What to do when your baby rejects bottle feeding
When babies refuse to feed from a bottle, this can create major frustration for mums who need to leave their baby with a caregiver or need to go back to work.
What is baby bottle refusal?
Some babies refuse to feed unless they're feeding directly from their mother's breast. It's important to figure out the why, so you can figure out how to solve the issue. Here are some possible reasons:
- They don't like the feeling of the artificial teat
- The temperature of the milk might not be quite right
- You may need to replace the bottle teat to have an appropriate flow
- Your baby associates time with you with breastfeeding and don't want to take a bottle if they're with you specifically
- They don't like the taste of formula milk or defrosted EBM
Steps to avoid or overcome bottle refusal:
- Introduce the bottle at the right time
You can introduce bottles gradually, every few days rather than as a daily event in the beginning. It is generally advised not to introduce a bottle before your baby is four weeks old, or your baby might end up with nipple confusion. Conversely, introducing it too late (beyond 6 weeks) will increase the risk for bottle refusal. At the minimum, your baby should have at least 2 weeks to practise bottle feeding before you go back to work.
Another aspect of timing you need to get right is the time of day to introduce the bottle. Introduce the bottle to your baby when they are hungry but not starving, or else learning how to take the bottle may be too frustrating for them at that point as it requires concentration. Don't try feeding them before they're too hungry either, or they won't have any motivation to take the bottle.
- Try out different bottle shapes and bottle teats
If your baby is steadfastly refusing a bottle, try switching to one that is designed to mimic a mothers breast. You may have to try a few brands before you succeed, but take a look at our bottle buying guide for some tips. Pay attention to the milk flow rate as well. Slow-flow teats are good for newborns, but once they are able to drink faster, you can switch to a faster flow teat. Patience is key here.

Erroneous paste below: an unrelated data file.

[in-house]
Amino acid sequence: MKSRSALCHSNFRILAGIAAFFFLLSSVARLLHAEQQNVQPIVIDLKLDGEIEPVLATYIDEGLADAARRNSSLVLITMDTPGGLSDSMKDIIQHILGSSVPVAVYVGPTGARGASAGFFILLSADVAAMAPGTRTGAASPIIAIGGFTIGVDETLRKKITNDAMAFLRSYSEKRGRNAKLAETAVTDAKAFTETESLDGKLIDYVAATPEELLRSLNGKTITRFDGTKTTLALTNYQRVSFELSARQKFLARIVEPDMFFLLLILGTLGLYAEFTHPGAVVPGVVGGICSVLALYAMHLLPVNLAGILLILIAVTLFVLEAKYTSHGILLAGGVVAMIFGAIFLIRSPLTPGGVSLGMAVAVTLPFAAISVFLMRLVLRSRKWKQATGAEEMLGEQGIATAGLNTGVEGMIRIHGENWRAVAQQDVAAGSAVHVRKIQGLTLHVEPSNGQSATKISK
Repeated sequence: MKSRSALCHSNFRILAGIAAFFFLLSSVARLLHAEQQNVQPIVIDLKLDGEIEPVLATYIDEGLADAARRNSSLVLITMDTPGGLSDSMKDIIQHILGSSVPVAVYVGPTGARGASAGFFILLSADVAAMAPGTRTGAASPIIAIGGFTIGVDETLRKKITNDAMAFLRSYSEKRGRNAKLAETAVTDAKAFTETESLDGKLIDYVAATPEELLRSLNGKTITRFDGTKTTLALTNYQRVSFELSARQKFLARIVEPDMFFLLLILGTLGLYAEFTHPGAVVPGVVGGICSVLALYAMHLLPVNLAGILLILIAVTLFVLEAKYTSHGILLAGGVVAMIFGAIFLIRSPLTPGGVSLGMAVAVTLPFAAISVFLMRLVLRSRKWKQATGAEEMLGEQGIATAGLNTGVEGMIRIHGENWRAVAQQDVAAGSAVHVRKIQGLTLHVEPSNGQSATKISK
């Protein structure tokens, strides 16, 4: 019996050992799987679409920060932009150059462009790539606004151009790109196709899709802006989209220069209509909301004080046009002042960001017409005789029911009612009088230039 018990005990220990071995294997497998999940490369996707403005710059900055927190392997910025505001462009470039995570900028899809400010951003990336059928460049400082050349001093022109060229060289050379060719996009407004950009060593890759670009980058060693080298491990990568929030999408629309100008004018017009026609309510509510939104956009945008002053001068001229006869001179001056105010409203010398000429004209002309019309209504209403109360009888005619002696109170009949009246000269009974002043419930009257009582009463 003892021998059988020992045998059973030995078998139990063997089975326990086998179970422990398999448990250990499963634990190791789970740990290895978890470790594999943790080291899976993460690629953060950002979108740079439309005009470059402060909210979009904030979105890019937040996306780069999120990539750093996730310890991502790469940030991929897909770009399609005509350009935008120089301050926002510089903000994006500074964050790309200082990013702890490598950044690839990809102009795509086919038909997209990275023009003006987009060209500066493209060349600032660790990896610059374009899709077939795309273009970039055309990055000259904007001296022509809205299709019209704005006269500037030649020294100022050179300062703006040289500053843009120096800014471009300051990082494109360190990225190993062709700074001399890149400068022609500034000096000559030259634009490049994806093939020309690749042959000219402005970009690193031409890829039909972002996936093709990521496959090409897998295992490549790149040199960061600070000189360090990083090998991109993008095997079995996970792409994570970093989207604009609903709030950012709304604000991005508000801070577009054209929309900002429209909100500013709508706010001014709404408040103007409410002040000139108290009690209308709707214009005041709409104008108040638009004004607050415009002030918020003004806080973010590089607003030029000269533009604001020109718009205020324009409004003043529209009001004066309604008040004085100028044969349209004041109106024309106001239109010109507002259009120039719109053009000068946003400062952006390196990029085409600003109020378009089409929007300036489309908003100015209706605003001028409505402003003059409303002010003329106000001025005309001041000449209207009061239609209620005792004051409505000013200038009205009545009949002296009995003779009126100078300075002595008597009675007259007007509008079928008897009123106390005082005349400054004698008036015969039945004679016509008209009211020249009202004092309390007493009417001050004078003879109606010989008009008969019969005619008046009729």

- Have someone else do the feeding
Because your baby may associate mummy-time with breastfeeding time, it may be wise to get Dad, a caregiver, or a grandparent to introduce the bottle. If they know that breastfeeding isn't an option, a baby will soon learn to take the bottle if they're hungry. You may even need to leave the room for a while so your baby doesn't sense you're around.
- Check that all other conditions are just right
All babies are different: some prefer warm milk, some prefer room temperature milk, some even like theirs a little cold. Experiment to see what your baby prefers. You may even need to warm the bottle teat under some warm water so it mimics body temperature. Aside from the condition of the milk and the bottle, babies are affected by their external environment, so make sure you go somewhere quiet and remain calm. You may even need to change the location in which they are bottle-fed from where they are regularly breastfed, or else they will be expecting a breast to feed from and refuse a bottle. For example, move to another room, or instant of holding them in your arms, use an infant pillow as they may associate cradling arms with breastfeeding.
Many parents go through the frustrations of bottle refusal, so you're not alone. This tends to happen around the 3-4 month mark, and many times, faster flow teats do the trick. Be patient as the transition may take a while, but keep trying! If you have exhausted your options, check with a doctor or lactation specialist to examine what else could be the problem.
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